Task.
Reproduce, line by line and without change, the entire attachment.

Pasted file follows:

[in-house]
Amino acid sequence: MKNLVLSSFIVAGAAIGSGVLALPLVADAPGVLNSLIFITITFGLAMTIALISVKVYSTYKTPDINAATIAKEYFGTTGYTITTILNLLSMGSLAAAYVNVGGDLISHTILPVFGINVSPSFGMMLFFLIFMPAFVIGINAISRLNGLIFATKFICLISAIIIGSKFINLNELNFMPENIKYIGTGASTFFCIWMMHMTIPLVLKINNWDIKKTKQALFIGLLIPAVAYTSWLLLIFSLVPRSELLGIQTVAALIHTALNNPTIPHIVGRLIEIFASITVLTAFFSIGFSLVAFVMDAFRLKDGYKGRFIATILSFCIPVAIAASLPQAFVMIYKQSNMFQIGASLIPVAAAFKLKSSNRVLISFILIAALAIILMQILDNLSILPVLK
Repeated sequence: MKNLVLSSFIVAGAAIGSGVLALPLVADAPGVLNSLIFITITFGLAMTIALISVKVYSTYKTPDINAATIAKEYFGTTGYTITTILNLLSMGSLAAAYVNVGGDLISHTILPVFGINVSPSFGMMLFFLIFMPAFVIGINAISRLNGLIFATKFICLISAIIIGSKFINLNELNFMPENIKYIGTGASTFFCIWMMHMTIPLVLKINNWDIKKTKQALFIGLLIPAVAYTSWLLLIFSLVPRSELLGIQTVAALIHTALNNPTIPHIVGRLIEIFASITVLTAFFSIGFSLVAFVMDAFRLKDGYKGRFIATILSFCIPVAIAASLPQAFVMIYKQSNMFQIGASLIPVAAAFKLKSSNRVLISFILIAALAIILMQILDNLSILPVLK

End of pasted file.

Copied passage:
[in-house]
Amino acid sequence: MKNLVLSSFIVAGAAIGSGVLALPLVADAPGVLNSLIFITITFGLAMTIALISVKVYSTYKTPDINAATIAKEYFGTTGYTITTILNLLSMGSLAAAYVNVGGDLISHTILPVFGINVSPSFGMMLFFLIFMPAFVIGINAISRLNGLIFATKFICLISAIIIGSKFINLNELNFMPENIKYIGTGASTFFCIWMMHMTIPLVLKINNWDIKKTKQALFIGLLIPAVAYTSWLLLIFSLVPRSELLGIQTVAALIHTALNNPTIPHIVGRLIEIFASITVLTAFFSIGFSLVAFVMDAFRLKDGYKGRFIATILSFCIPVAIAASLPQAFVMIYKQSNMFQIGASLIPVAAAFKLKSSNRVLISFILIAALAIILMQILDNLSILPVLK
Repeated sequence: MKNLVLSSFIVAGAAIGSGVLALPLVADAPGVLNSLIFITITFGLAMTIALISVKVYSTYKTPDINAATIAKEYFGTTGYTITTILNLLSMGSLAAAYVNVGGDLISHTILPVFGINVSPSFGMMLFFLIFMPAFVIGINAISRLNGLIFATKFICLISAIIIGSKFINLNELNFMPENIKYIGTGASTFFCIWMMHMTIPLVLKINNWDIKKTKQALFIGLLIPAVAYTSWLLLIFSLVPRSELLGIQTVAALIHTALNNPTIPHIVGRLIEIFASITVLTAFFSIGFSLVAFVMDAFRLKDGYKGRFIATILSFCIPVAIAASLPQAFVMIYKQSNMFQIGASLIPVAAAFKLKSSNRVLISFILIAALAIILMQILDNLSILPVLK